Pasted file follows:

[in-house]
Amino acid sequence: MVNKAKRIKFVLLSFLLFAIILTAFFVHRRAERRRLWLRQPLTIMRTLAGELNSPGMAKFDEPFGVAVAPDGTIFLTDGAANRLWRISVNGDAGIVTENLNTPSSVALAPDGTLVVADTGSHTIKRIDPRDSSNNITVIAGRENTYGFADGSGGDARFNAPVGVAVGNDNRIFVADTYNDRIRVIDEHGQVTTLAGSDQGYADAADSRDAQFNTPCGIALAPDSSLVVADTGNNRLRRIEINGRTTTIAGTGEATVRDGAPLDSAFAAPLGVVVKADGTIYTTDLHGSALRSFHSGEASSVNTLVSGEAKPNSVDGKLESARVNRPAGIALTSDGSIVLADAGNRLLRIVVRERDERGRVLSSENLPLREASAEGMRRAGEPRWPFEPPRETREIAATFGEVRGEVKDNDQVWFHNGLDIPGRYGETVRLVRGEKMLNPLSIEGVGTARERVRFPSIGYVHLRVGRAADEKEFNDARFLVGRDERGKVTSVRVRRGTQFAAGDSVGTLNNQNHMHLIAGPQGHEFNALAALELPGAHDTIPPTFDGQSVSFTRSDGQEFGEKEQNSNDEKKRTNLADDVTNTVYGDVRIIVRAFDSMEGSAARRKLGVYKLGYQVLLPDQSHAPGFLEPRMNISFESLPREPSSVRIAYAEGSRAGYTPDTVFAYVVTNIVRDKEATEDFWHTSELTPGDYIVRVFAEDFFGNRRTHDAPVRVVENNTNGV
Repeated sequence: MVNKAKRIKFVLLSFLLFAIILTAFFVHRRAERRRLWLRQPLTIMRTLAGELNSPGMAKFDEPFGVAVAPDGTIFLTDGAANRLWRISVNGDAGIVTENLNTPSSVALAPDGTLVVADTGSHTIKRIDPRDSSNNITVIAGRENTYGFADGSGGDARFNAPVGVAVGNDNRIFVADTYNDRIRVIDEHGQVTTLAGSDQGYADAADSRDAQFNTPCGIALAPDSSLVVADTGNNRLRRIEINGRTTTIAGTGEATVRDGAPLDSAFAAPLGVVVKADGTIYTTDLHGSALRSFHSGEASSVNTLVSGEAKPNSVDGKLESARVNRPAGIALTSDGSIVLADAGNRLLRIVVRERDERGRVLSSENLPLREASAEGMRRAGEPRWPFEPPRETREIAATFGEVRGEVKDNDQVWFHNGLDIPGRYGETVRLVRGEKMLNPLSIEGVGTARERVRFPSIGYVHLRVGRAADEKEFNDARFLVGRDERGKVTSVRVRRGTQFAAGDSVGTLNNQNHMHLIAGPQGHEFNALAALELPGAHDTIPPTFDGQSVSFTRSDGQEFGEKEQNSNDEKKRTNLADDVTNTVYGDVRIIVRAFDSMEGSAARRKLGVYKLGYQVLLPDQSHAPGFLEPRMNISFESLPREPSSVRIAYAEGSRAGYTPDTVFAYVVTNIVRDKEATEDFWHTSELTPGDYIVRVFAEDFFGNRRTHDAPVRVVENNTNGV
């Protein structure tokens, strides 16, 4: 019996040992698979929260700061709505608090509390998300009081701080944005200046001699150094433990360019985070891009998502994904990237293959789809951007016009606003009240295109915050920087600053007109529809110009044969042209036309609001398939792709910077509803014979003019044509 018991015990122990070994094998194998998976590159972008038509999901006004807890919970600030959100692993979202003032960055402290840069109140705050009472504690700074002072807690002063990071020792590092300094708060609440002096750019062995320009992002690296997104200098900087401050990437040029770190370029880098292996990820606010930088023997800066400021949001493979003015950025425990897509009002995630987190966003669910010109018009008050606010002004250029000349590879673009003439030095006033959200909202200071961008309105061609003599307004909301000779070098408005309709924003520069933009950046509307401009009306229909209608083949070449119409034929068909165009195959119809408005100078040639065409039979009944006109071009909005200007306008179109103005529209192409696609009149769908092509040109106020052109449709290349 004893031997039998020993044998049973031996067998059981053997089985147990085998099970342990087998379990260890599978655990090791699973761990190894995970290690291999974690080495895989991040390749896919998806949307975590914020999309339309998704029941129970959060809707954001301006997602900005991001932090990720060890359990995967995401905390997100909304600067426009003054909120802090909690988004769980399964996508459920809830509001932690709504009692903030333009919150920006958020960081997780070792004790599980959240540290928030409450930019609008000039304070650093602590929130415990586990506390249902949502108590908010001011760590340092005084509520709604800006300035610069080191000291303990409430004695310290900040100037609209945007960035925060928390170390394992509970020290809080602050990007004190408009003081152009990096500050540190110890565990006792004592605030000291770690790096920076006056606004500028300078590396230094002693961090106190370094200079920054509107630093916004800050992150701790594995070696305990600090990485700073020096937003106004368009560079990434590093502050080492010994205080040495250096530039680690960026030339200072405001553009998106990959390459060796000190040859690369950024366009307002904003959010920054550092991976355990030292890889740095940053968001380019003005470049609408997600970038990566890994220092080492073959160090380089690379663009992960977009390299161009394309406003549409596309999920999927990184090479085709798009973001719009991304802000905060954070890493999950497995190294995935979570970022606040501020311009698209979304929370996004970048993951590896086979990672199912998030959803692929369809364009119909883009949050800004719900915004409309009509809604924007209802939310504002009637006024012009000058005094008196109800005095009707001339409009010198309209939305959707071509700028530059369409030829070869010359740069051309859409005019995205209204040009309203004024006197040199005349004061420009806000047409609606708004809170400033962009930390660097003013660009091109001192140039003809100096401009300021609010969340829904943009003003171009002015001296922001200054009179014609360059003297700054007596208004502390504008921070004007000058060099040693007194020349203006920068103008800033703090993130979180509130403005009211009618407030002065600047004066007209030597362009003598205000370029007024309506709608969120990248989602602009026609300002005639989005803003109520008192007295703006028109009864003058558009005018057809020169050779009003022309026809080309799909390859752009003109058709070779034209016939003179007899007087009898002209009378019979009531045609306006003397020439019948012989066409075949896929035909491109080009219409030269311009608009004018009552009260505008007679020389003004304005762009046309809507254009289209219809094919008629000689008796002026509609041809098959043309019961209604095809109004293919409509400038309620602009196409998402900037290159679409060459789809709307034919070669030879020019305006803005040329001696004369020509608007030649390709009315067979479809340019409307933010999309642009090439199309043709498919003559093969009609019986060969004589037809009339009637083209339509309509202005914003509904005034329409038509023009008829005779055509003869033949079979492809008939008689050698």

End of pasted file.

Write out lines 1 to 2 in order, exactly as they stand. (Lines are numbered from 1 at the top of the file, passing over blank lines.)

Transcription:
[in-house]
Amino acid sequence: MVNKAKRIKFVLLSFLLFAIILTAFFVHRRAERRRLWLRQPLTIMRTLAGELNSPGMAKFDEPFGVAVAPDGTIFLTDGAANRLWRISVNGDAGIVTENLNTPSSVALAPDGTLVVADTGSHTIKRIDPRDSSNNITVIAGRENTYGFADGSGGDARFNAPVGVAVGNDNRIFVADTYNDRIRVIDEHGQVTTLAGSDQGYADAADSRDAQFNTPCGIALAPDSSLVVADTGNNRLRRIEINGRTTTIAGTGEATVRDGAPLDSAFAAPLGVVVKADGTIYTTDLHGSALRSFHSGEASSVNTLVSGEAKPNSVDGKLESARVNRPAGIALTSDGSIVLADAGNRLLRIVVRERDERGRVLSSENLPLREASAEGMRRAGEPRWPFEPPRETREIAATFGEVRGEVKDNDQVWFHNGLDIPGRYGETVRLVRGEKMLNPLSIEGVGTARERVRFPSIGYVHLRVGRAADEKEFNDARFLVGRDERGKVTSVRVRRGTQFAAGDSVGTLNNQNHMHLIAGPQGHEFNALAALELPGAHDTIPPTFDGQSVSFTRSDGQEFGEKEQNSNDEKKRTNLADDVTNTVYGDVRIIVRAFDSMEGSAARRKLGVYKLGYQVLLPDQSHAPGFLEPRMNISFESLPREPSSVRIAYAEGSRAGYTPDTVFAYVVTNIVRDKEATEDFWHTSELTPGDYIVRVFAEDFFGNRRTHDAPVRVVENNTNGV